Left single whip: taijiquan's "hidden power"

There is a movement in Chen Pan Ling taijiquan called "left single whip".  It leads to a sequence known as "raise arm and step forwards".  These movements seem very weak and soft - yet they contain within them concepts of "softness overcoming hardness" that can make your mind spin.  As far as I'm concerned, they are as close as you get to something "mystical".

Yet it's not.

It's really just simple mechanics.  But who would have thought those mechanics would be quite so powerful!

Part 1 was filmed last week.  It shows a performance of the part of the form I'm talking about.  Part 2 was filmed this morning.

I do the applications slowly (mostly).  But in reality, they are, of course, done fast.

Both videos involve some aspect of "stand up grappling" - which will no doubt surprise some folks given my last two articles.
Except that it shouldn't.  
I make it clear that I am an ardent practitioner of stand up grappling - I just believe that you need to approach it carefully in order to minimise the chances of being trapped into a grappling game and taken to the ground.

This is especially evident in my most recent video which involves a throw application.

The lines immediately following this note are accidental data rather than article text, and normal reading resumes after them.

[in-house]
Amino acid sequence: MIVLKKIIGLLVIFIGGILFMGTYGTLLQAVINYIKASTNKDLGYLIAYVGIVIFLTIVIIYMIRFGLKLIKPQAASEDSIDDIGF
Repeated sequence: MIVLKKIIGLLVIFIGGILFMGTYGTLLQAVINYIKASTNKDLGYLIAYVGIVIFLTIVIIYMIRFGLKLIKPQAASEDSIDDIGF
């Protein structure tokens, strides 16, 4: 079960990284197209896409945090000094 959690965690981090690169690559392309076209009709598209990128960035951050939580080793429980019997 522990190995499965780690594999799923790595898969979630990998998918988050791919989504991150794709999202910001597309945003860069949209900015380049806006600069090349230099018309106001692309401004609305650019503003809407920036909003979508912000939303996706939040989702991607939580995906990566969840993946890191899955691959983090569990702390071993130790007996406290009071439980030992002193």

I like this throw because it demonstrates how good technique and structure create inherent strength: even if the partner is being an absolute pain and resisting it every step of the way in a slow demonstration, you still win.  A large part of the "structure" involves the maintenance of a "C" back shape which I have previously discussed.

When done with force/speed, the throw is much easier.  When preceded by a "softening blow", it's even easier.  This is about the only time you should be attempting some form of throw, lock or other stand up grapple in civilian defence: the lever should work even when fully resisted in slow motion.  Then you don't have worry about using brute force to cover up bad technique.  Besides - there's a good chance your technique will be off when you're under pressure: you need a margin for error.

Contrast the above with the "tricep lever" throw I discussed in my last post and you'll see what I mean about tempting fate with such a sub-optimal technique.

The "left single whip throw/projection" happens to be one of my favourite throws - because it actually works in unscripted sparring.  And I rarely get dragged down with my partner.

What I love about the techniques in both videos is that they work entirely on "softness" - which is what makes them seem "mystical" or "qi powered".  Of course, that softness is all about exploiting your opponent's lines of least resistance and maximising yours.

In particular I like to use the throw in the second video as a kind of test of whether you're able to use your whole body momentum in a synergistic way.  One millisecond out of time, one millimetre out of alignment and it doesn't work.  This is precisely the sort of "advanced" internal arts technique I spoke of years ago.  It's hard to get right, but when you do - boy, it's good stuff!

Copyright © 2014 Dejan Djurdjevic


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